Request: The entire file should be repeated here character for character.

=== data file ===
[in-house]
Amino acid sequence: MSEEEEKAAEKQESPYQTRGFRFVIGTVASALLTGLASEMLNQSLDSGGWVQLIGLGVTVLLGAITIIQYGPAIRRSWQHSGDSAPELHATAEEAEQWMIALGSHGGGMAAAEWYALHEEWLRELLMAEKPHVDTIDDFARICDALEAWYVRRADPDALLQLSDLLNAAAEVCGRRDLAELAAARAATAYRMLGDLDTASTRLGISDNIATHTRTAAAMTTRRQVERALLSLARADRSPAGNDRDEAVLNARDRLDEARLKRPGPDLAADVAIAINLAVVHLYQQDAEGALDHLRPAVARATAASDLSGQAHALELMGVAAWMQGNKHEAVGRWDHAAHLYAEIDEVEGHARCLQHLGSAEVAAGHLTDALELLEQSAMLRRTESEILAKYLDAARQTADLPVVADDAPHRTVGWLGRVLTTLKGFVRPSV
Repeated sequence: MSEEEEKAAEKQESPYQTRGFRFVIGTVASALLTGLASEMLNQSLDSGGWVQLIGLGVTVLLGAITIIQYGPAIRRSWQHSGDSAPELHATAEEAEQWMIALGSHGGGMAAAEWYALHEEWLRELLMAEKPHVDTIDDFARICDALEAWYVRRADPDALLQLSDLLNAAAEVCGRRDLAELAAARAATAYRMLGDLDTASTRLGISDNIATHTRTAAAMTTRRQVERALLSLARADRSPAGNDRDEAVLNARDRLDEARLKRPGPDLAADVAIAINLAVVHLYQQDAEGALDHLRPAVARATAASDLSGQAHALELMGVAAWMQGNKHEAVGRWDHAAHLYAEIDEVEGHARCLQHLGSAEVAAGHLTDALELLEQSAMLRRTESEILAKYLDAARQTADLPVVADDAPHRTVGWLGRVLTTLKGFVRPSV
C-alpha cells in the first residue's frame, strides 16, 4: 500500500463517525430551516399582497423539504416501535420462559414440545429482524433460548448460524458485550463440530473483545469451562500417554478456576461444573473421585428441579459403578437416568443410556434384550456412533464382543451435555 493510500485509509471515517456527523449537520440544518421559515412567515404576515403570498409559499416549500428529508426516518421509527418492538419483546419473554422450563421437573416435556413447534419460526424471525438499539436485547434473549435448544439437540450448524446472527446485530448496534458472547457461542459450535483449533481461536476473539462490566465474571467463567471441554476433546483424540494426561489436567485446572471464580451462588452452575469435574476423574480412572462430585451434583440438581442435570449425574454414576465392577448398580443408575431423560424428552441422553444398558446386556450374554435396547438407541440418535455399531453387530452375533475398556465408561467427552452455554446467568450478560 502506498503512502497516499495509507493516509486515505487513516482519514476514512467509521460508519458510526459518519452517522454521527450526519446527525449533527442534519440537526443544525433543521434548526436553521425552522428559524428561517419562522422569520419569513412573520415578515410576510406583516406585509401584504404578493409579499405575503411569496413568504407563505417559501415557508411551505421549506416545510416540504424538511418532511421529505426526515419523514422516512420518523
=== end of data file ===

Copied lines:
[in-house]
Amino acid sequence: MSEEEEKAAEKQESPYQTRGFRFVIGTVASALLTGLASEMLNQSLDSGGWVQLIGLGVTVLLGAITIIQYGPAIRRSWQHSGDSAPELHATAEEAEQWMIALGSHGGGMAAAEWYALHEEWLRELLMAEKPHVDTIDDFARICDALEAWYVRRADPDALLQLSDLLNAAAEVCGRRDLAELAAARAATAYRMLGDLDTASTRLGISDNIATHTRTAAAMTTRRQVERALLSLARADRSPAGNDRDEAVLNARDRLDEARLKRPGPDLAADVAIAINLAVVHLYQQDAEGALDHLRPAVARATAASDLSGQAHALELMGVAAWMQGNKHEAVGRWDHAAHLYAEIDEVEGHARCLQHLGSAEVAAGHLTDALELLEQSAMLRRTESEILAKYLDAARQTADLPVVADDAPHRTVGWLGRVLTTLKGFVRPSV
Repeated sequence: MSEEEEKAAEKQESPYQTRGFRFVIGTVASALLTGLASEMLNQSLDSGGWVQLIGLGVTVLLGAITIIQYGPAIRRSWQHSGDSAPELHATAEEAEQWMIALGSHGGGMAAAEWYALHEEWLRELLMAEKPHVDTIDDFARICDALEAWYVRRADPDALLQLSDLLNAAAEVCGRRDLAELAAARAATAYRMLGDLDTASTRLGISDNIATHTRTAAAMTTRRQVERALLSLARADRSPAGNDRDEAVLNARDRLDEARLKRPGPDLAADVAIAINLAVVHLYQQDAEGALDHLRPAVARATAASDLSGQAHALELMGVAAWMQGNKHEAVGRWDHAAHLYAEIDEVEGHARCLQHLGSAEVAAGHLTDALELLEQSAMLRRTESEILAKYLDAARQTADLPVVADDAPHRTVGWLGRVLTTLKGFVRPSV
C-alpha cells in the first residue's frame, strides 16, 4: 500500500463517525430551516399582497423539504416501535420462559414440545429482524433460548448460524458485550463440530473483545469451562500417554478456576461444573473421585428441579459403578437416568443410556434384550456412533464382543451435555 493510500485509509471515517456527523449537520440544518421559515412567515404576515403570498409559499416549500428529508426516518421509527418492538419483546419473554422450563421437573416435556413447534419460526424471525438499539436485547434473549435448544439437540450448524446472527446485530448496534458472547457461542459450535483449533481461536476473539462490566465474571467463567471441554476433546483424540494426561489436567485446572471464580451462588452452575469435574476423574480412572462430585451434583440438581442435570449425574454414576465392577448398580443408575431423560424428552441422553444398558446386556450374554435396547438407541440418535455399531453387530452375533475398556465408561467427552452455554446467568450478560 502506498503512502497516499495509507493516509486515505487513516482519514476514512467509521460508519458510526459518519452517522454521527450526519446527525449533527442534519440537526443544525433543521434548526436553521425552522428559524428561517419562522422569520419569513412573520415578515410576510406583516406585509401584504404578493409579499405575503411569496413568504407563505417559501415557508411551505421549506416545510416540504424538511418532511421529505426526515419523514422516512420518523